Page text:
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How to calculate impact of oil price on the economy – energy tax, deficit, exchange rate, inflation

October 18th, 2009 Posted in Demand & Pricing, Energy Supply

Philippine Energy Pricing and Impact Analysis

By: Marcial T. Ocampo

Energy & Project Development Consultant

RATIONALE

The surging oil & gas energy prices in the world and domestic market, mainly driven by steep increase in the market price of the widely traded Dubai crude has resulted in serious consequences for the end consumer and the country – rising domestic fuel and electricity prices, surging food prices, higher transport fares and consequently higher inflation, depreciating peso, lower economic growth rate and greater risk of higher budget deficit.

BACKGROUND

To get a grasp on the magnitude of this “perfect storm” as mentioned very recently by former Budget Secretary Benjamin Diokno – a simultaneous confluence of high oil and energy prices, expensive and scarce food supplies, and high inflation – we need to make a short-term review of our country’s energy situation and prepare plans to manage this emerging threat to our economy.

a) Philippine Energy Mix

As of 2004, the Department of Energy (DOE) estimates the country’s primary energy mix as follows: domestic (1.21%) and imported (36.19%) oil and domestic natural gas accounted for 37.40% and 5.17% of total primary energy consumption, respectively.

b) Petroleum Product Consumption by Product Type

As of 2004 DOE Philippine Energy Plan (PEP), the breakdown of petroleum product consumption (domestic + imported) shows that diesel consumption (42,179 MB) is the predominant fuel but barely increasing in demand, while premium gasoline (19,074 MB) and regular gasoline (5,755 MB) showed slight increases in demand.  LPG use for heating/cooking and power is also on the rise (12,754 MB) while fuel oil is in constant decline (13,331 MB).  This suggests that our refineries have to retrofit for lighter crudes or invest in thermo-cracking of vacuum fuel oils to get more yields of lighter products.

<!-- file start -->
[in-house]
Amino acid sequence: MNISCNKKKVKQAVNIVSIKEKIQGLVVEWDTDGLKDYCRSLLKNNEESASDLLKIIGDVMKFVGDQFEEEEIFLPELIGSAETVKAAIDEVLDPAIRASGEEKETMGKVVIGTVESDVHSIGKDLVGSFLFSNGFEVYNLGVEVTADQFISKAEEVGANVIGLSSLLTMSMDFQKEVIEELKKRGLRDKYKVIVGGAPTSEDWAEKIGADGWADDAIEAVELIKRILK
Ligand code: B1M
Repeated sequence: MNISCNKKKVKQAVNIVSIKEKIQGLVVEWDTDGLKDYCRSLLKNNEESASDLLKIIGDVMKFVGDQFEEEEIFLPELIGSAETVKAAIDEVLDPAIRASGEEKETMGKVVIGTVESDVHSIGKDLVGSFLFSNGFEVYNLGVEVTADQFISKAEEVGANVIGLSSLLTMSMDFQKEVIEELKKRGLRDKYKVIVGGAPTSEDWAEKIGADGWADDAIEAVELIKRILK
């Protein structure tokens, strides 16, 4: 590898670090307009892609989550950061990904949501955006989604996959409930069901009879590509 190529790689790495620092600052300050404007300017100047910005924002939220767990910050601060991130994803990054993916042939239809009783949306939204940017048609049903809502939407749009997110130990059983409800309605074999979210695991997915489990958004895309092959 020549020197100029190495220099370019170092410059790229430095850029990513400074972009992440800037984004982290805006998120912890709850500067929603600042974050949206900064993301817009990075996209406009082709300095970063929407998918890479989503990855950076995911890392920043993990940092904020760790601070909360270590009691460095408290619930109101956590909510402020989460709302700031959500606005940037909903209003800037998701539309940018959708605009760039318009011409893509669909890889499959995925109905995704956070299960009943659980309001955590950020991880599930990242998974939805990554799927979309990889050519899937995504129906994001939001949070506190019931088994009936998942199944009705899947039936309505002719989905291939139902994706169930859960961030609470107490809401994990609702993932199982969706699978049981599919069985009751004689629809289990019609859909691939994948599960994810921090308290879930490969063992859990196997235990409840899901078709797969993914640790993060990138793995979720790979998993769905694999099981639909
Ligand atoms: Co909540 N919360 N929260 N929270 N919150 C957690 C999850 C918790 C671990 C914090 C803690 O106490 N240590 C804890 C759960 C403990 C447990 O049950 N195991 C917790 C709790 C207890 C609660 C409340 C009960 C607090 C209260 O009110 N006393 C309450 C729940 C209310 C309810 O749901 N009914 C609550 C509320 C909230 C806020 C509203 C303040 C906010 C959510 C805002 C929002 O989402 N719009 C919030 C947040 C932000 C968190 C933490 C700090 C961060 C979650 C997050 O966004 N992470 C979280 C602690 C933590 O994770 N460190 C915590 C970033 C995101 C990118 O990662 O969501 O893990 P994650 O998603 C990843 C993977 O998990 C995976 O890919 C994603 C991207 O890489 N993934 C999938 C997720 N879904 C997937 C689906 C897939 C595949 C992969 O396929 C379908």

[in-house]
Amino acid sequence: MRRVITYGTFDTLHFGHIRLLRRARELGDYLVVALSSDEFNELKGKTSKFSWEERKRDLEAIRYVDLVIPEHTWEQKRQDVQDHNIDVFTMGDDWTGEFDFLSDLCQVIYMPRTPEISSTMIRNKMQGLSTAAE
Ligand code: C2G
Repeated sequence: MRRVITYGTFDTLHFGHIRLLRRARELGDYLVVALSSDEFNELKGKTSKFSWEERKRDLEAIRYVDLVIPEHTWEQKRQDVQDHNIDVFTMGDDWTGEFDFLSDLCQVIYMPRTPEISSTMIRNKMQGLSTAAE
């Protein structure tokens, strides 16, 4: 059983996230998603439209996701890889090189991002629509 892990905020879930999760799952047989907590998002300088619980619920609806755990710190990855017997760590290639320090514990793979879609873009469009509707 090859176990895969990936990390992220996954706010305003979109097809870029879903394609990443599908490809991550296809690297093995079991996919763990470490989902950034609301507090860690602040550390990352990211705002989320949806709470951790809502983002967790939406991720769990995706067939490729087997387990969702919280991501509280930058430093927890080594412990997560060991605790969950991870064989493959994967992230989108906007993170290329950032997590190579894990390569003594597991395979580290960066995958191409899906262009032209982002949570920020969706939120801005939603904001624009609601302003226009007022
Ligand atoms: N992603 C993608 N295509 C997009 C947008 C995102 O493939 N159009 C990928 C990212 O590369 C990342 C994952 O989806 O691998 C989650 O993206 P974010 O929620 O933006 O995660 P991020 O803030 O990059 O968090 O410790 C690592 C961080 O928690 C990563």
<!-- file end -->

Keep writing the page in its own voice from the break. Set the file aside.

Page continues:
Recent data from DOE shows a gradual reduction in petroleum product consumption, leveling off at around 103,219 MB in 2008 (MTO estimate).

c) Petroleum Product Consumption by Account Type (2007)

Recent data from the Philippine Institute of Petroleum (PIP) suggests that potential savings would be in the area of Premium Gas for retail accounts (private vehicles), diesel (both private retail and industrial), LPG (both retail and independent retailers to residential and commercial customers), avturbo (industrial accounts with corporate jets), fuel oil (industrial, power generation), and kerosene (retail for domestic lighting and cooking).

Likewise, recent data from DOE shows oil industry domestic and international demand in 2007 per product type shows the following share: CME bio-diesel at 39.85% and Regular Diesel at 0.41%; Gasolines at 0.87%, 16.82% and 4.22%  for mogas 95, mogas 93 and mogas 87 regular with a little sprinkling of bio-ethanol of 0.27%; fuel oil at 15.95%; and finally LPG at 11.01% for both cooking (10.07%) and power (0.95%) use.